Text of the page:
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Aspiring pilots move court against Air India

By Somesh Jha and Anees Phadnis
July 31, 2015 09:16 IST
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An Air India aircraftThree commercial pilot licence holders have moved the Delhi high court against Air India after being rejected in psychological screening during a recent recruitment drive.

Air India had advertised in February it would hire 197 senior trainee captains, but the airline rejected a third of the 160 candidates for failing a psychological evaluation in panel interviews held later.

The rejected pilots contend Air India 'conducted interviews with the psychometric test, which is not contemplated under the (recruitment) advertisement'.

They also claimed that it was primarily due to the assessment made by the interviewing psychologist that they were found unfit.

During a hearing earlier this month, judge V Kameswar Rao directed the airline’s chairman to produce relevant records pertaining to the interviews and fixed the matter for hearing on August 6.

Air India  did not respond to email queries seeking its comment.

For the first time, the airline had inducted an independent psychologist from the Indian Air Force on the interviewing board to check the mental fitness of the candidates.

The psychologist had asked the candidates a series of questions. Candidates were quizzed on issues such as how they would handle situations if the commander of the plane reported drunk, was incapacitated or passengers turned unruly. It could not be ascertained what specific questions were posed to the petitioners.

Air India sources said the psychologist’s call was final and if she felt a candidate unfit he or she was rejected.

Airline tightened its selection process in the aftermath of the Germanwings flight crash where the co-pilot had deliberately flown the plane into the French Alps, killing all 150 people on board, raising concerns over the mental fitness of pilots.

In its current recruitment, Air India followed a two-stage process that was open only to pilots proficient with Airbus A320-type aircraft.

The process included a simulator test and an interview. Sources said candidates did not have to fill up a questionnaire, which was the usual practice for conducting a psychometric test.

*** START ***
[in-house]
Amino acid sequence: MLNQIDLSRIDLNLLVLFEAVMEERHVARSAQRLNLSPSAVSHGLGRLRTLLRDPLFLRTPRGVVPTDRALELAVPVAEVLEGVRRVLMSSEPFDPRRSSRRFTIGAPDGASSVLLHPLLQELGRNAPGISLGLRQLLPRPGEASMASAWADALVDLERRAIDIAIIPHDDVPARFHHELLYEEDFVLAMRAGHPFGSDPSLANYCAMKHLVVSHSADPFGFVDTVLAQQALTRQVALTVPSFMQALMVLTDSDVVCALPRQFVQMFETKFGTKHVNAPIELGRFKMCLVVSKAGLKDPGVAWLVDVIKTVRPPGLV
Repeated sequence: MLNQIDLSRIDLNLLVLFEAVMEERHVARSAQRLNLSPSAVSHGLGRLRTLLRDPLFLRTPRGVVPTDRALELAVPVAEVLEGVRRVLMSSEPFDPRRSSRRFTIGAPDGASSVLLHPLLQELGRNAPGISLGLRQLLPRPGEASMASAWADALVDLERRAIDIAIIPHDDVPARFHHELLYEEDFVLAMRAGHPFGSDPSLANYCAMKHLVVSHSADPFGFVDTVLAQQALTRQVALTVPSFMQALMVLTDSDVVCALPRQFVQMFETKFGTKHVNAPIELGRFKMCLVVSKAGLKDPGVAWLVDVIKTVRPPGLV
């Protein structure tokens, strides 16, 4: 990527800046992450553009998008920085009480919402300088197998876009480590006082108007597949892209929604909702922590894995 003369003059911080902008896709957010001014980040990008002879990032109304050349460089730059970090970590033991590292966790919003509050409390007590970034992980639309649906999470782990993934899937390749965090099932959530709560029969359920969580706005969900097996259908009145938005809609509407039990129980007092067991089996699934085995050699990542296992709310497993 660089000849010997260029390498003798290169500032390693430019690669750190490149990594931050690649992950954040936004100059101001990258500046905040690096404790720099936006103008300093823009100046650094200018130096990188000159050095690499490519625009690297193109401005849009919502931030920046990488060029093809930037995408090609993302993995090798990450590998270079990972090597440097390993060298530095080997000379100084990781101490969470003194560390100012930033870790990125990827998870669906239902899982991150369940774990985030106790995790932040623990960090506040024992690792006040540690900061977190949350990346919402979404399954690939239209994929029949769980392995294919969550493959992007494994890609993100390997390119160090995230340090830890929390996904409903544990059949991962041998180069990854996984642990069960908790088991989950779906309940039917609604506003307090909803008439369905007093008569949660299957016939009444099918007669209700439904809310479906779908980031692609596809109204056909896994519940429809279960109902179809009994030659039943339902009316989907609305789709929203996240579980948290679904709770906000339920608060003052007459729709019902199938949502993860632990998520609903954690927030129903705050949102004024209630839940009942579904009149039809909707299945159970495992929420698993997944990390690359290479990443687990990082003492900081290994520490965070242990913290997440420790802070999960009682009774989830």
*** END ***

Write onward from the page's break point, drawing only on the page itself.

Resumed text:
“We have challenged the faulty procedure of selection and illegal conduct of the psychometric test.

"We have prayed for quashing of the entire selection process and re-conduct of the same with correct procedure, as prescribed by the DGCA (Directorate General of Civil Aviation),” said Rajiv Manglik, lawyer for the pilots.

Incidentally, the DGCA, too, does not have rules on the issue though earlier this month it issued draft guidelines.

The regulator said in a proposal that psychological assessment of pilots could be introduced at the time of selection in flying schools, recruitment and promotion to commander rank.

Airlines in India conduct psychometric tests on pilots during recruitment and this could include a written test, interview and an aptitude test held in a simulator.


  • Pilots undergo medical checks once or twice a year to keep their commercial licence validity
  • These examinations are held at air force stations and approved pvt hospitals   
  • These checks follow International Civil Aviation Organisation guidelines and focus on physical health
  • At present, there are no laid-down norms on the psychometric test for flight crew issued by DGCA

Image: An Air India aircraft; Photograph: Reuters

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Somesh Jha and Anees Phadnis in New Delhi/Mumbai
Source: source